Us­ing a bio­fuel such as Ja­t­ropha in an in­dus­try such as avi­a­tion has its ap­peals.

At the end of May, two in­dus­try ex­ec­u­tives briefed con­gres­sional staffers on a re­port about the use of bio­fu­els in the U.S. avi­a­tion in­dus­try. Speak­ing with The Wash­ing­ton Times by phone af­ter the event, the ex­ec­u­tives noted the need for bio­fu­els as a way to help meet the ris­ing cost of jet fuel. A 1-cent in­crease in the price of jet fuel rings up an ex­tra $175 mil­lion in costs for U.S. air­lines, re­ports in­di­cate.

“Fuel is our sin­gle big­gest cost. To­day, fuel costs 47 per­cent more than it did last year. That’s a pretty big spike for your sin­gle largest cost,” said Keith Love­less, vice pres­i­dent of cor­po­rate and legal af­fairs for Seat­tle-based Alaska Air­lines. “We are look­ing for all sorts of al­ter­na­tives,” he added.

Added Billy M. Glover, en­vi­ron­ment and avi­a­tion pol­icy vice pres­i­dent at Boe­ing Com­mer­cial Air­planes, “It’s not a mat­ter of one [bio­fuel] feed­stock be­ing bet­ter than oth­ers. It’s go­ing to take a port­fo­lio of feed­stocks, a port­fo­lio of pro­cess­ing meth­ods. [. . . ] [T]o get to scale and make bio­fu­els vi­able, you need feed­stock op­tions and a va­ri­ety of pro­cess­ing meth­ods.”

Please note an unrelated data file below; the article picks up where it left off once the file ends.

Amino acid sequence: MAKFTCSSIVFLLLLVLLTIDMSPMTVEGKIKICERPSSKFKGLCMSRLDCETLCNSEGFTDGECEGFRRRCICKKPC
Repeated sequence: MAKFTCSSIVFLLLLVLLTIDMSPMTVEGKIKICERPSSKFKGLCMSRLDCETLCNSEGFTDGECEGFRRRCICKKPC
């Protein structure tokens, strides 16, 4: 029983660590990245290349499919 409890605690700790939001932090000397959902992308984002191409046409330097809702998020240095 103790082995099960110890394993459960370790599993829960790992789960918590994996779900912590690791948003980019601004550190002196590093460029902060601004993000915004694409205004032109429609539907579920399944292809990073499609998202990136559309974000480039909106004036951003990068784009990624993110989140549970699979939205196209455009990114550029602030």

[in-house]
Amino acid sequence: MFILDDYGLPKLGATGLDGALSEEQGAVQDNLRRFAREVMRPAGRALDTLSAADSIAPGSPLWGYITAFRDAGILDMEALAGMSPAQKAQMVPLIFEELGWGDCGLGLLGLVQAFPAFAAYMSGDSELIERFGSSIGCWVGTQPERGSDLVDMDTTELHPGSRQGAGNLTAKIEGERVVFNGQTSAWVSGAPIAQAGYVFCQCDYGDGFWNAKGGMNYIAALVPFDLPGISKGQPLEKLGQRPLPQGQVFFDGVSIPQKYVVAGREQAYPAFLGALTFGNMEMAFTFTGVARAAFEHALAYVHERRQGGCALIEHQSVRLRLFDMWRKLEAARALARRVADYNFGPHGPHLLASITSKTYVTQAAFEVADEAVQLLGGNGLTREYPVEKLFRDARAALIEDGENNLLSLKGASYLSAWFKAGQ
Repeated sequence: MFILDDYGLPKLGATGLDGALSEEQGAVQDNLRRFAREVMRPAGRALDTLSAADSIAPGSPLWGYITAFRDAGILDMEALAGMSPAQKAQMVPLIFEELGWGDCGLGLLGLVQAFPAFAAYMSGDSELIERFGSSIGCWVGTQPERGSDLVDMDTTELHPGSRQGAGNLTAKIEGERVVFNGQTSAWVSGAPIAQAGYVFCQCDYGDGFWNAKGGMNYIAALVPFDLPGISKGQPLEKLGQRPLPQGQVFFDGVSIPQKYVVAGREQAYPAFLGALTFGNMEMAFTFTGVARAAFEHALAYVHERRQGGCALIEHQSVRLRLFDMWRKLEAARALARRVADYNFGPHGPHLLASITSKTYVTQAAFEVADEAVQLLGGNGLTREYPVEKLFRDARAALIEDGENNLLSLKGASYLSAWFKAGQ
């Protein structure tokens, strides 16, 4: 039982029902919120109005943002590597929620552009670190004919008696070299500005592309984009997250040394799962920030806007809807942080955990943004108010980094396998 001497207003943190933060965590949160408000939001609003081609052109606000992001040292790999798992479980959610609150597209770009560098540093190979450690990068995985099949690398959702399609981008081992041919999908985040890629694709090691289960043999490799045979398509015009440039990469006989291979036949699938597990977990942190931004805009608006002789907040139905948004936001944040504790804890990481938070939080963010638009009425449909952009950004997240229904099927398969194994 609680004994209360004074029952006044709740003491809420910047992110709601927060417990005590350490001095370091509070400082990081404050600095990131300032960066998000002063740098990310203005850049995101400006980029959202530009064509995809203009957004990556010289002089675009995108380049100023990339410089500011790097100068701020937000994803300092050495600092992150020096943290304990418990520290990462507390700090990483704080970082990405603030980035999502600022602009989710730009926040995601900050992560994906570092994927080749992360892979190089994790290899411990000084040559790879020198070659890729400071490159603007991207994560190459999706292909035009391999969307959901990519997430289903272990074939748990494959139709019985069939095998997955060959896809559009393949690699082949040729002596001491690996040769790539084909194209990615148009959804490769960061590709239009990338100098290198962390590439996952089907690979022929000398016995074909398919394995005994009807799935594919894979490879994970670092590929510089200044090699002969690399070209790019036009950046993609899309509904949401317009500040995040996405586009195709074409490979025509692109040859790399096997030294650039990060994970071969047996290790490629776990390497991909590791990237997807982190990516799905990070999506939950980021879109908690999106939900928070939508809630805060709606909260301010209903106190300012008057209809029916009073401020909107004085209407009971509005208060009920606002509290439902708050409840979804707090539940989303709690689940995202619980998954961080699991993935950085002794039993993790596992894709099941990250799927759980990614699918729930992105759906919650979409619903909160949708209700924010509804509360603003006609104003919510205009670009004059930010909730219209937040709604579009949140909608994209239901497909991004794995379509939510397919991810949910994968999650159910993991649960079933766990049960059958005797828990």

Ja­t­ropha is be­ing de­vel­oped in Ghana, Tan­za­nia, Peru and other na­tions such as In­dia; a com­mon de­nom­i­na­tor is the ef­fort to grow the plant in ar­eas where other crops aren’t eas­ily cul­ti­vated. Some en­vi­ron­men­tal­ists have said Ja­t­ropha has been over­hyped and that op­ti­mal oil pro­duc­tion re­quires ini­tial ir­ri­ga­tion and fer­til­izer that other­wise would be used for food pro­duc­tion, a con­di­tion sup­port­ers say would af­fect only the short term.

Gov­ern­ment of­fi­cials in the south­ern African nation of Namibia late last month put the brakes on plans for large-scale Ja­t­ropha plan­ta­tions in the coun­try’s north­east, cit­ing the need for more study on the po­ten­tial dis­rup­tive im­pact on food cul­ti­va­tion, landown­er­ship pat­terns and a loss of ac­cess to com­mu­nal prop­erty.

Pa­trick M. O’Brien, a re­tired ex­ec­u­tive of the U.S. Depart­ment of Agri­cul­ture’s Eco­nomic Re­search Ser­vice who is now con­sult­ing for Mis­sion NewEn­ergy, said Ja­t­ropha could find a do­mes­tic pro­duc­tion base in an area ex­tend­ing “from Texas around the Gulf Coast up to South Carolina,” al­though not too far north be­cause of frost con­cerns. The ar­eas where Ja­t­ropha could be grown do­mes­ti­cally in­clude some where farm­ers might reap prof­its.


Ja­t­ropha seeds yield as much as 40 per­cent oil that has been touted for use in diesel ap­pli­ca­tions and re­fined into avi­a­tion-qual­ity jet fuel.